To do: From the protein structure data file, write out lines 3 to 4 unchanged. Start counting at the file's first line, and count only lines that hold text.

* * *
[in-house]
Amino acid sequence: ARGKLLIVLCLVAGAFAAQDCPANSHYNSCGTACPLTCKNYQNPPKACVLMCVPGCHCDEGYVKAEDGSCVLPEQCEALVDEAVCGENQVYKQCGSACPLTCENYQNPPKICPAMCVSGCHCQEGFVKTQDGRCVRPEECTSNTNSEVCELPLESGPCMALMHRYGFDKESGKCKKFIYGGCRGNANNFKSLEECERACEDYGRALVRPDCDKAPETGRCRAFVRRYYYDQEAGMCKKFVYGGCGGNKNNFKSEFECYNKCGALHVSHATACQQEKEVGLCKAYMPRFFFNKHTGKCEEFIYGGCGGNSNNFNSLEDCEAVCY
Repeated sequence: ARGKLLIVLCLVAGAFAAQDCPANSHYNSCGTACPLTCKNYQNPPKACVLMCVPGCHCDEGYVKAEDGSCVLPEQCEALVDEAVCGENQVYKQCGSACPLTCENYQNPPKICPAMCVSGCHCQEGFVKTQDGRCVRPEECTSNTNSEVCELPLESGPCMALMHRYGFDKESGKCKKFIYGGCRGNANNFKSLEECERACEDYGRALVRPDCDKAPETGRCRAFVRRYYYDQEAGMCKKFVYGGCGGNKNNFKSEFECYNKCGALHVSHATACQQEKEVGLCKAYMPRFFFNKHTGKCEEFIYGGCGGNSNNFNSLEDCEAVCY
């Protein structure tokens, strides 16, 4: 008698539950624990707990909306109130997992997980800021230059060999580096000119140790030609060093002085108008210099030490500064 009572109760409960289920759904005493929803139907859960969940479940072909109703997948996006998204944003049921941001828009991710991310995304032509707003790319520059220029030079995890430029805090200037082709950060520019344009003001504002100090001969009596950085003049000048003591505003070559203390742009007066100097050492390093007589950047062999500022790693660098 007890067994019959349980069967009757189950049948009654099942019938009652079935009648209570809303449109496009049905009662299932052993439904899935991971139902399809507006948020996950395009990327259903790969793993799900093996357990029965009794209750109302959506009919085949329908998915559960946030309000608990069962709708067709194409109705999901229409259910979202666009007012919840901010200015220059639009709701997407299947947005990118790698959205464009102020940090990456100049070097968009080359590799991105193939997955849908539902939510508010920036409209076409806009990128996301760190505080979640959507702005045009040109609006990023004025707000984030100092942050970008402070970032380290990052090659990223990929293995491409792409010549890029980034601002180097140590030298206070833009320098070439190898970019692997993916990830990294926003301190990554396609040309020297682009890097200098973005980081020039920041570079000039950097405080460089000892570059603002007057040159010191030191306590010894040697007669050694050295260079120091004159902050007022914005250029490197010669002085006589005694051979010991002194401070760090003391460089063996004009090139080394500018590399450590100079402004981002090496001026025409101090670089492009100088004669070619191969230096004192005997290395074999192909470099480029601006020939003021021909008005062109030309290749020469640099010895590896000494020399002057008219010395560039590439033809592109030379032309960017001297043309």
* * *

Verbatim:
Repeated sequence: ARGKLLIVLCLVAGAFAAQDCPANSHYNSCGTACPLTCKNYQNPPKACVLMCVPGCHCDEGYVKAEDGSCVLPEQCEALVDEAVCGENQVYKQCGSACPLTCENYQNPPKICPAMCVSGCHCQEGFVKTQDGRCVRPEECTSNTNSEVCELPLESGPCMALMHRYGFDKESGKCKKFIYGGCRGNANNFKSLEECERACEDYGRALVRPDCDKAPETGRCRAFVRRYYYDQEAGMCKKFVYGGCGGNKNNFKSEFECYNKCGALHVSHATACQQEKEVGLCKAYMPRFFFNKHTGKCEEFIYGGCGGNSNNFNSLEDCEAVCY
């Protein structure tokens, strides 16, 4: 008698539950624990707990909306109130997992997980800021230059060999580096000119140790030609060093002085108008210099030490500064 009572109760409960289920759904005493929803139907859960969940479940072909109703997948996006998204944003049921941001828009991710991310995304032509707003790319520059220029030079995890430029805090200037082709950060520019344009003001504002100090001969009596950085003049000048003591505003070559203390742009007066100097050492390093007589950047062999500022790693660098 007890067994019959349980069967009757189950049948009654099942019938009652079935009648209570809303449109496009049905009662299932052993439904899935991971139902399809507006948020996950395009990327259903790969793993799900093996357990029965009794209750109302959506009919085949329908998915559960946030309000608990069962709708067709194409109705999901229409259910979202666009007012919840901010200015220059639009709701997407299947947005990118790698959205464009102020940090990456100049070097968009080359590799991105193939997955849908539902939510508010920036409209076409806009990128996301760190505080979640959507702005045009040109609006990023004025707000984030100092942050970008402070970032380290990052090659990223990929293995491409792409010549890029980034601002180097140590030298206070833009320098070439190898970019692997993916990830990294926003301190990554396609040309020297682009890097200098973005980081020039920041570079000039950097405080460089000892570059603002007057040159010191030191306590010894040697007669050694050295260079120091004159902050007022914005250029490197010669002085006589005694051979010991002194401070760090003391460089063996004009090139080394500018590399450590100079402004981002090496001026025409101090670089492009100088004669070619191969230096004192005997290395074999192909470099480029601006020939003021021909008005062109030309290749020469640099010895590896000494020399002057008219010395560039590439033809592109030379032309960017001297043309």